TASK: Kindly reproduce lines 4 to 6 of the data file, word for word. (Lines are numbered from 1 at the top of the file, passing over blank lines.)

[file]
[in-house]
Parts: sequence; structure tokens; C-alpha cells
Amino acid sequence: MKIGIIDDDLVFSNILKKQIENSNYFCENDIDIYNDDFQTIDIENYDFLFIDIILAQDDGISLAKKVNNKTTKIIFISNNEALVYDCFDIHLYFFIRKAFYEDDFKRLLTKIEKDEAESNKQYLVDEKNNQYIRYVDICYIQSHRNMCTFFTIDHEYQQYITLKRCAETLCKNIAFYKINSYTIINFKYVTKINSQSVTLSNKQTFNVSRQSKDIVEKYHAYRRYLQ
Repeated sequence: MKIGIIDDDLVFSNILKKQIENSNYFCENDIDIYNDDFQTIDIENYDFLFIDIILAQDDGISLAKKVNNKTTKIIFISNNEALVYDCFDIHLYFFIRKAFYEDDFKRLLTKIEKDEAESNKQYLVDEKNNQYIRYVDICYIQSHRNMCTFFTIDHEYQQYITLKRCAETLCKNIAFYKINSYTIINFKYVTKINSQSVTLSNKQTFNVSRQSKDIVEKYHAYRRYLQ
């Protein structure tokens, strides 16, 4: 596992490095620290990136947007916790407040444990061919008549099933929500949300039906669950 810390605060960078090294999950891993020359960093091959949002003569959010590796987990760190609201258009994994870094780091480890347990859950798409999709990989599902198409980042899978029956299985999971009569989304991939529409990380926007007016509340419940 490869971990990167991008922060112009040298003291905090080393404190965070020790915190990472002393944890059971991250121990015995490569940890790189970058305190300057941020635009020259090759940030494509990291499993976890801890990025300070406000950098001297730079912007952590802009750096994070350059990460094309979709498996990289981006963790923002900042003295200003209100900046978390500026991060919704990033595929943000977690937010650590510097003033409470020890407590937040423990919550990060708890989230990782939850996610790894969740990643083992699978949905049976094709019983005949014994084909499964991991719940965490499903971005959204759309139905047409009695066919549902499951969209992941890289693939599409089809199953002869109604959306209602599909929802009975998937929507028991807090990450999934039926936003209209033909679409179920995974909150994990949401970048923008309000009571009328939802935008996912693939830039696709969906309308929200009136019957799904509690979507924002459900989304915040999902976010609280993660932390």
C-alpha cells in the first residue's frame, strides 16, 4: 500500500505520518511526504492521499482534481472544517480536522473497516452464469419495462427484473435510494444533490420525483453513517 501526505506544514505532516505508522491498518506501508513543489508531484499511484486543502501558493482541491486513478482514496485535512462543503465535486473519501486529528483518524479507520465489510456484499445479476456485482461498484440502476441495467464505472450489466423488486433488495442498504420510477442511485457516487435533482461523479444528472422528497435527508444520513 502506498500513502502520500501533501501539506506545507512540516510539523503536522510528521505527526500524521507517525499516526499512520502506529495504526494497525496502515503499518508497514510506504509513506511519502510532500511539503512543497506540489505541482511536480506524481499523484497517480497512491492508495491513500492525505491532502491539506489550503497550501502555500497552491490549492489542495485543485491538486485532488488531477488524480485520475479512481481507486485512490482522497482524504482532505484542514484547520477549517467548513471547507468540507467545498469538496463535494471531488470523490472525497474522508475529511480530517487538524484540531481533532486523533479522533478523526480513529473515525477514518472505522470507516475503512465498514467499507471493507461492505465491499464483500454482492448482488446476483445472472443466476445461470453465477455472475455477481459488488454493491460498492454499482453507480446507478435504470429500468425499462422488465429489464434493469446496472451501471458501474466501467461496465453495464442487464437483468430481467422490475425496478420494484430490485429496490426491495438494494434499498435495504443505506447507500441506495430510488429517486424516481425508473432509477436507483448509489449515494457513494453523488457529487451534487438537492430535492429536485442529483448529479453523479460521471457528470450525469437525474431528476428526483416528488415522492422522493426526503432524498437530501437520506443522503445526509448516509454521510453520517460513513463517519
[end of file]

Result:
Repeated sequence: MKIGIIDDDLVFSNILKKQIENSNYFCENDIDIYNDDFQTIDIENYDFLFIDIILAQDDGISLAKKVNNKTTKIIFISNNEALVYDCFDIHLYFFIRKAFYEDDFKRLLTKIEKDEAESNKQYLVDEKNNQYIRYVDICYIQSHRNMCTFFTIDHEYQQYITLKRCAETLCKNIAFYKINSYTIINFKYVTKINSQSVTLSNKQTFNVSRQSKDIVEKYHAYRRYLQ
């Protein structure tokens, strides 16, 4: 596992490095620290990136947007916790407040444990061919008549099933929500949300039906669950 810390605060960078090294999950891993020359960093091959949002003569959010590796987990760190609201258009994994870094780091480890347990859950798409999709990989599902198409980042899978029956299985999971009569989304991939529409990380926007007016509340419940 490869971990990167991008922060112009040298003291905090080393404190965070020790915190990472002393944890059971991250121990015995490569940890790189970058305190300057941020635009020259090759940030494509990291499993976890801890990025300070406000950098001297730079912007952590802009750096994070350059990460094309979709498996990289981006963790923002900042003295200003209100900046978390500026991060919704990033595929943000977690937010650590510097003033409470020890407590937040423990919550990060708890989230990782939850996610790894969740990643083992699978949905049976094709019983005949014994084909499964991991719940965490499903971005959204759309139905047409009695066919549902499951969209992941890289693939599409089809199953002869109604959306209602599909929802009975998937929507028991807090990450999934039926936003209209033909679409179920995974909150994990949401970048923008309000009571009328939802935008996912693939830039696709969906309308929200009136019957799904509690979507924002459900989304915040999902976010609280993660932390």
C-alpha cells in the first residue's frame, strides 16, 4: 500500500505520518511526504492521499482534481472544517480536522473497516452464469419495462427484473435510494444533490420525483453513517 501526505506544514505532516505508522491498518506501508513543489508531484499511484486543502501558493482541491486513478482514496485535512462543503465535486473519501486529528483518524479507520465489510456484499445479476456485482461498484440502476441495467464505472450489466423488486433488495442498504420510477442511485457516487435533482461523479444528472422528497435527508444520513 502506498500513502502520500501533501501539506506545507512540516510539523503536522510528521505527526500524521507517525499516526499512520502506529495504526494497525496502515503499518508497514510506504509513506511519502510532500511539503512543497506540489505541482511536480506524481499523484497517480497512491492508495491513500492525505491532502491539506489550503497550501502555500497552491490549492489542495485543485491538486485532488488531477488524480485520475479512481481507486485512490482522497482524504482532505484542514484547520477549517467548513471547507468540507467545498469538496463535494471531488470523490472525497474522508475529511480530517487538524484540531481533532486523533479522533478523526480513529473515525477514518472505522470507516475503512465498514467499507471493507461492505465491499464483500454482492448482488446476483445472472443466476445461470453465477455472475455477481459488488454493491460498492454499482453507480446507478435504470429500468425499462422488465429489464434493469446496472451501471458501474466501467461496465453495464442487464437483468430481467422490475425496478420494484430490485429496490426491495438494494434499498435495504443505506447507500441506495430510488429517486424516481425508473432509477436507483448509489449515494457513494453523488457529487451534487438537492430535492429536485442529483448529479453523479460521471457528470450525469437525474431528476428526483416528488415522492422522493426526503432524498437530501437520506443522503445526509448516509454521510453520517460513513463517519